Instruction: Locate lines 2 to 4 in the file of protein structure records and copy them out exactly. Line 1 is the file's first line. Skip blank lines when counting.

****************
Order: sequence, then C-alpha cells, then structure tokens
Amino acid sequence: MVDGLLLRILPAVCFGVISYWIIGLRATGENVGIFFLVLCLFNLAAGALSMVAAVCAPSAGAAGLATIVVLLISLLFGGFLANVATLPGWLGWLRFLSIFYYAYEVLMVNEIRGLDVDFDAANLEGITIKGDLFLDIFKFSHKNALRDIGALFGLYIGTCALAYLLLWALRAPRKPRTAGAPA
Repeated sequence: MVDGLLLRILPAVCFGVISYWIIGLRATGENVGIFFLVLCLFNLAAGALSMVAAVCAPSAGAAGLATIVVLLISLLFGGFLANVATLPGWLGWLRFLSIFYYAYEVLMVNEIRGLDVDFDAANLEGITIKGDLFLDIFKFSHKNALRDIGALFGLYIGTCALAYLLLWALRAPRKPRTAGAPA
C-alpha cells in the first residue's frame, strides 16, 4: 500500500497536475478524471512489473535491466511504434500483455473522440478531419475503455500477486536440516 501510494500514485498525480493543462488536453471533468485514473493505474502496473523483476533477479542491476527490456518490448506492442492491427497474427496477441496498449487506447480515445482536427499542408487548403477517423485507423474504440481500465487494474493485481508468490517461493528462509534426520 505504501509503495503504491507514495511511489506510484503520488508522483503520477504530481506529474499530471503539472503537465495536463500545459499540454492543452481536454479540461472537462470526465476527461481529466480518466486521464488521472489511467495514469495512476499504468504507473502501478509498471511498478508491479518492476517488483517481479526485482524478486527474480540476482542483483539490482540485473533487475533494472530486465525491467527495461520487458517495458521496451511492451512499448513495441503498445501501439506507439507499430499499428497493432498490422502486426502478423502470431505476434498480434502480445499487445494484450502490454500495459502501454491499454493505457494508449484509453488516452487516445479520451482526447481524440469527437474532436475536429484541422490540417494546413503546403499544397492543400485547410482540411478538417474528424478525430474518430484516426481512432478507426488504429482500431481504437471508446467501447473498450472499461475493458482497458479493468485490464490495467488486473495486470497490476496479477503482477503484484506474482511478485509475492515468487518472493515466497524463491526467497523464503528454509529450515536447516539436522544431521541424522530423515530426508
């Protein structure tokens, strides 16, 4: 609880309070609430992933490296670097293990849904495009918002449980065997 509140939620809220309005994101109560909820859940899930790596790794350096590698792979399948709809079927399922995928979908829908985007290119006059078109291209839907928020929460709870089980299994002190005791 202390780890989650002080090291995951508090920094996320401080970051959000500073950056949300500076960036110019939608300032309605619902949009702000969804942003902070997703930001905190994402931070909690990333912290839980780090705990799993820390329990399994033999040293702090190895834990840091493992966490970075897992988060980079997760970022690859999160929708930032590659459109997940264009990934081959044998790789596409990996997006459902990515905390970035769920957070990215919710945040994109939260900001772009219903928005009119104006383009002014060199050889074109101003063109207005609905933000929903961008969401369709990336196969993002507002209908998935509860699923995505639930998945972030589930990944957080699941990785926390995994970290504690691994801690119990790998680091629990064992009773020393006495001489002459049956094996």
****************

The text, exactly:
Amino acid sequence: MVDGLLLRILPAVCFGVISYWIIGLRATGENVGIFFLVLCLFNLAAGALSMVAAVCAPSAGAAGLATIVVLLISLLFGGFLANVATLPGWLGWLRFLSIFYYAYEVLMVNEIRGLDVDFDAANLEGITIKGDLFLDIFKFSHKNALRDIGALFGLYIGTCALAYLLLWALRAPRKPRTAGAPA
Repeated sequence: MVDGLLLRILPAVCFGVISYWIIGLRATGENVGIFFLVLCLFNLAAGALSMVAAVCAPSAGAAGLATIVVLLISLLFGGFLANVATLPGWLGWLRFLSIFYYAYEVLMVNEIRGLDVDFDAANLEGITIKGDLFLDIFKFSHKNALRDIGALFGLYIGTCALAYLLLWALRAPRKPRTAGAPA
C-alpha cells in the first residue's frame, strides 16, 4: 500500500497536475478524471512489473535491466511504434500483455473522440478531419475503455500477486536440516 501510494500514485498525480493543462488536453471533468485514473493505474502496473523483476533477479542491476527490456518490448506492442492491427497474427496477441496498449487506447480515445482536427499542408487548403477517423485507423474504440481500465487494474493485481508468490517461493528462509534426520 505504501509503495503504491507514495511511489506510484503520488508522483503520477504530481506529474499530471503539472503537465495536463500545459499540454492543452481536454479540461472537462470526465476527461481529466480518466486521464488521472489511467495514469495512476499504468504507473502501478509498471511498478508491479518492476517488483517481479526485482524478486527474480540476482542483483539490482540485473533487475533494472530486465525491467527495461520487458517495458521496451511492451512499448513495441503498445501501439506507439507499430499499428497493432498490422502486426502478423502470431505476434498480434502480445499487445494484450502490454500495459502501454491499454493505457494508449484509453488516452487516445479520451482526447481524440469527437474532436475536429484541422490540417494546413503546403499544397492543400485547410482540411478538417474528424478525430474518430484516426481512432478507426488504429482500431481504437471508446467501447473498450472499461475493458482497458479493468485490464490495467488486473495486470497490476496479477503482477503484484506474482511478485509475492515468487518472493515466497524463491526467497523464503528454509529450515536447516539436522544431521541424522530423515530426508